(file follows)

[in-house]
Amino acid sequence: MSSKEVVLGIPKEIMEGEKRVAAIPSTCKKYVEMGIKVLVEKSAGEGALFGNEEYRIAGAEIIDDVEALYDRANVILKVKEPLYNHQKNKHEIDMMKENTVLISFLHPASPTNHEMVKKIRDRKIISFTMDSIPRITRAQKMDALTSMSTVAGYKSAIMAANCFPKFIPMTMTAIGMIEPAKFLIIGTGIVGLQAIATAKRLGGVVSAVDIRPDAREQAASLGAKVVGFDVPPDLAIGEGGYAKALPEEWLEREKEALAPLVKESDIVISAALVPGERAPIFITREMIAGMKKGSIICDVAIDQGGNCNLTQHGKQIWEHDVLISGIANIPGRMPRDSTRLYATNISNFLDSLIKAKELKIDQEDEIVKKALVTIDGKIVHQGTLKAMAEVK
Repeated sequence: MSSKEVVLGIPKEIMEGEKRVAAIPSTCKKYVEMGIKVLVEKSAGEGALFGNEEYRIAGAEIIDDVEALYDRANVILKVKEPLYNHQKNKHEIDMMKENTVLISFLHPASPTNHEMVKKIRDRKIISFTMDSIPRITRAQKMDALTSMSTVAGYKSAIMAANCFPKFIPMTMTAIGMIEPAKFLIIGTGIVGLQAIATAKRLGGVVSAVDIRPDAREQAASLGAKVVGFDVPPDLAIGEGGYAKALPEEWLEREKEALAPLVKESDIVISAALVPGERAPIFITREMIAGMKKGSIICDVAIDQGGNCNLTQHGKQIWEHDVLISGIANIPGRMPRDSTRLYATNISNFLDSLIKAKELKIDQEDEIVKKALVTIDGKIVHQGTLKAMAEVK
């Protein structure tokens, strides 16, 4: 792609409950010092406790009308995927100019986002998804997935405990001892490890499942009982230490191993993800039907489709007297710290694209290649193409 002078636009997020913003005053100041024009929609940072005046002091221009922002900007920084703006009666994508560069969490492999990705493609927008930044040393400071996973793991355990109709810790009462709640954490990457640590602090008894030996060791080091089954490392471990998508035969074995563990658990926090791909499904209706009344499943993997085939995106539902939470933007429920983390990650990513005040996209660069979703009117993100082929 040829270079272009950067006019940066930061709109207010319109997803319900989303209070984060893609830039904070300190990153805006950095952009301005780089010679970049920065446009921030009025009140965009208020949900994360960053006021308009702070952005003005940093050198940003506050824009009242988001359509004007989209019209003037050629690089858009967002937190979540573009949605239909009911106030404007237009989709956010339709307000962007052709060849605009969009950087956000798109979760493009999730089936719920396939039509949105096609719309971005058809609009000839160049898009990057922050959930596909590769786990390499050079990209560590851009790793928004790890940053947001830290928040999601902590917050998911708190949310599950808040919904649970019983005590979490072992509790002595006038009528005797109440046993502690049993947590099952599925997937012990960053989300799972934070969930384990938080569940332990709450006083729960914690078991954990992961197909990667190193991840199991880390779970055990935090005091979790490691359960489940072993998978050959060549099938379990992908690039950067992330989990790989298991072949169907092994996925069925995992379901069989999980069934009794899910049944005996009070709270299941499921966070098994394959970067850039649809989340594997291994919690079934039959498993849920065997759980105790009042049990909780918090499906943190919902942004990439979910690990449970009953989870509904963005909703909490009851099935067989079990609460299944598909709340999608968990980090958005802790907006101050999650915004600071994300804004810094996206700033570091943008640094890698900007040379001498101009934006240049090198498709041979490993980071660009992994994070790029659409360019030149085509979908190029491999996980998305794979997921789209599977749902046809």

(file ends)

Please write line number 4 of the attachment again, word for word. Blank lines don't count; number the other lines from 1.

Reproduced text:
């Protein structure tokens, strides 16, 4: 792609409950010092406790009308995927100019986002998804997935405990001892490890499942009982230490191993993800039907489709007297710290694209290649193409 002078636009997020913003005053100041024009929609940072005046002091221009922002900007920084703006009666994508560069969490492999990705493609927008930044040393400071996973793991355990109709810790009462709640954490990457640590602090008894030996060791080091089954490392471990998508035969074995563990658990926090791909499904209706009344499943993997085939995106539902939470933007429920983390990650990513005040996209660069979703009117993100082929 040829270079272009950067006019940066930061709109207010319109997803319900989303209070984060893609830039904070300190990153805006950095952009301005780089010679970049920065446009921030009025009140965009208020949900994360960053006021308009702070952005003005940093050198940003506050824009009242988001359509004007989209019209003037050629690089858009967002937190979540573009949605239909009911106030404007237009989709956010339709307000962007052709060849605009969009950087956000798109979760493009999730089936719920396939039509949105096609719309971005058809609009000839160049898009990057922050959930596909590769786990390499050079990209560590851009790793928004790890940053947001830290928040999601902590917050998911708190949310599950808040919904649970019983005590979490072992509790002595006038009528005797109440046993502690049993947590099952599925997937012990960053989300799972934070969930384990938080569940332990709450006083729960914690078991954990992961197909990667190193991840199991880390779970055990935090005091979790490691359960489940072993998978050959060549099938379990992908690039950067992330989990790989298991072949169907092994996925069925995992379901069989999980069934009794899910049944005996009070709270299941499921966070098994394959970067850039649809989340594997291994919690079934039959498993849920065997759980105790009042049990909780918090499906943190919902942004990439979910690990449970009953989870509904963005909703909490009851099935067989079990609460299944598909709340999608968990980090958005802790907006101050999650915004600071994300804004810094996206700033570091943008640094890698900007040379001498101009934006240049090198498709041979490993980071660009992994994070790029659409360019030149085509979908190029491999996980998305794979997921789209599977749902046809």